The first parish priest to live in Ross was Fr Jean Antoine Goutenoire sm, appointed by Bishop Viard in 1869. He was said to be ‘a very fluent speaker with a strong French accent...loved by everyone.’ The first Baptism in the Ross register is recorded as being that of Catherine Byrne on 20 June 1869. It is unlikely that hers was the first baptism in St Patrick’s church as the Hokitika registers, which begin in 1865, do not indicate the place of residence of the person being baptised, and some of those baptisms would certainly have taken place in Ross.

It is unclear who started the first school in Ross in 1868. What we do know is that Miss Lonergan was its first teacher, and classes were held in the church. A school was built in 1871. The first marriage in the Ross register is that of the school teacher, Miss Annie Lonergan, who married Mr John Hayes. The West Coast Times of 9 December 1868 records an earlier marriage, that of Miss Helen Corry to Mr Patrick Healey, on 7 December 1868. Undoubtedly there would have been others, from 1865 onwards. The Sisters of Mercy had arrived in Hokitika in October 1878, and came to teach in Ross in 1889.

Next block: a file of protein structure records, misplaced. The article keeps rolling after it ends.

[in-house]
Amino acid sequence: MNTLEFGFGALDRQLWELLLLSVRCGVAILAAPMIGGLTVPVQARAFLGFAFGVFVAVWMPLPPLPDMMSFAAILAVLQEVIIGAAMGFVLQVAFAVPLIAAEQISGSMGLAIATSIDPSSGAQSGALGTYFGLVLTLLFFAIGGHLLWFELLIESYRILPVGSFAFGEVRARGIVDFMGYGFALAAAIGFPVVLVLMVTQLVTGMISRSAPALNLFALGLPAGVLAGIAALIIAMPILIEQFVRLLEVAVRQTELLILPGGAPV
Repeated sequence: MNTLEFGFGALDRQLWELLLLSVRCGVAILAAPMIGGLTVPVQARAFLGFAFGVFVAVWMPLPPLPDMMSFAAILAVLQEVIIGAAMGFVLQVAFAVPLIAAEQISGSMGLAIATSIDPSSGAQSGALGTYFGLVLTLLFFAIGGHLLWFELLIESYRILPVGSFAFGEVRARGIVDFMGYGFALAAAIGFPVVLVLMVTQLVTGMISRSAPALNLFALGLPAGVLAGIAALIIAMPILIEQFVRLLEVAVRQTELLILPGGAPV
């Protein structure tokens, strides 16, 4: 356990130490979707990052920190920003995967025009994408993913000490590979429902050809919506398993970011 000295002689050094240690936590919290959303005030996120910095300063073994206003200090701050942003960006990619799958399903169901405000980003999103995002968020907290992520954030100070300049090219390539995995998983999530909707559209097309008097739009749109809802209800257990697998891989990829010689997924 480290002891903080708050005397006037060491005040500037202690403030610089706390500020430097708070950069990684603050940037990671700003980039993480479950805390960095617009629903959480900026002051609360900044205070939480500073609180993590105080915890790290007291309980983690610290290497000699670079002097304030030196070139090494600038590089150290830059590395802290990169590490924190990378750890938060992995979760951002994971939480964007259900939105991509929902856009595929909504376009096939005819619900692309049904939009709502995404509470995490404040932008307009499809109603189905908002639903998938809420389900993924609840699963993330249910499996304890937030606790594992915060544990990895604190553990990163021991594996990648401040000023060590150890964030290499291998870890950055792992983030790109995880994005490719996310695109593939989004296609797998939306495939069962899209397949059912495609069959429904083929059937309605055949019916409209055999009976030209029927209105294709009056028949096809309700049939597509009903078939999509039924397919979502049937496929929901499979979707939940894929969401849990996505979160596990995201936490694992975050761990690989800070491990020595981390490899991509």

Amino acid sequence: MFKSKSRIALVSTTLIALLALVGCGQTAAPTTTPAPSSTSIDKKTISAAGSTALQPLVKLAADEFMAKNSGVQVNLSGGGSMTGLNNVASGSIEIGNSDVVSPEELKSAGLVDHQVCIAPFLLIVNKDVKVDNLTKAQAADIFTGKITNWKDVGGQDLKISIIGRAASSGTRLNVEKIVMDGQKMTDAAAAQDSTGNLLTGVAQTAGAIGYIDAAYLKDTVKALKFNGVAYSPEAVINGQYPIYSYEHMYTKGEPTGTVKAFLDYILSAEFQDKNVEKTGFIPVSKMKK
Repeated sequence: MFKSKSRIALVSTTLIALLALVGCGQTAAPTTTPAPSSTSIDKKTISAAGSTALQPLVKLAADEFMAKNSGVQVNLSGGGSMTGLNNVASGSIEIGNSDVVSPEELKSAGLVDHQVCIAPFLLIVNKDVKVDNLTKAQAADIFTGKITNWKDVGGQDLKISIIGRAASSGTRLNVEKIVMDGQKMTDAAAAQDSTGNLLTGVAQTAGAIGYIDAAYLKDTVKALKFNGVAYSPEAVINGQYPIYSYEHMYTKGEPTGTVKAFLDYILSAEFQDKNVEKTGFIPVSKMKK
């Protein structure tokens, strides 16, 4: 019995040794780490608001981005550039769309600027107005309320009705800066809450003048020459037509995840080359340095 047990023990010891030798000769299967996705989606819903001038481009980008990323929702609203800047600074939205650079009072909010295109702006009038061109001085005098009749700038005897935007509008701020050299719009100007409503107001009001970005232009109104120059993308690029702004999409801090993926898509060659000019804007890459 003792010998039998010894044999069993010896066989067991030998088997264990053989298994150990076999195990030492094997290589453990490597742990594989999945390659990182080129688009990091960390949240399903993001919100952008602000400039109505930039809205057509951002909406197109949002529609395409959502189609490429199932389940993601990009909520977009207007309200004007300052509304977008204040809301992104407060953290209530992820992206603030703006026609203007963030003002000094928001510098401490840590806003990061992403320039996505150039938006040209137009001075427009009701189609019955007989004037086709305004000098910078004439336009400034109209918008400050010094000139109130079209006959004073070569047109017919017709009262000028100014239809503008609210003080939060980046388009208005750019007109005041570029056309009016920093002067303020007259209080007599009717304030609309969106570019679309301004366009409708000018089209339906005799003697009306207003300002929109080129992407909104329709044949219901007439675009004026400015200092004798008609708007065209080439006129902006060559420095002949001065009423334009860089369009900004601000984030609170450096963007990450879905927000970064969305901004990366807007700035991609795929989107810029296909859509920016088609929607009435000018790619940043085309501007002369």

St Patrick's Church, Ross

Fr Goutenoire left Ross in July 1871. Between his going and the arrival of Fr Jean-Pierre Chareyre sm in October of the same year, it seems that Fr Eugene Pertuis sm bridged the gap. He was described by the people as ‘the little French saint.’

Fr Jean-Pierre

The third parish priest was Fr Jean-Pierre Chareyre sm, ‘a fine, tall, good-looking Frenchman, who spoke good English, preached fine sermons, and was always on the move.’ In 1878, Fr Chareyre declined his nomination as Bishop of Auckland, and as the first Bishop of Christchurch. A very capable man, Archbishop Redwood said of him that ‘he has the gift of proving that black is white.’

After Fr Chareyre came Fr Patrick McGuiness sm, from County Leitrim, Ireland. He was full of energy and enthusiasm, an excellent preacher and musician. When Archbishop Redwood visited from Wellington, ‘His Grace discovered what a light the Ross people had under their bushel. He promptly promoted Fr McGuiness to Wellington.’ He was given a bag full of sovereigns and a rousing send-off in July 1875.

Fr Patrick McGuiness

So there is a little of the history of the first ten years St Patrick's church. May we rejoice in a sense of gratitude for those who built it out of love for their Catholic faith, and for those who, out of that same love, have honoured their faith and their ancestors by preserving it.



Sanctuary window dedicated to Elizabeth Hansbury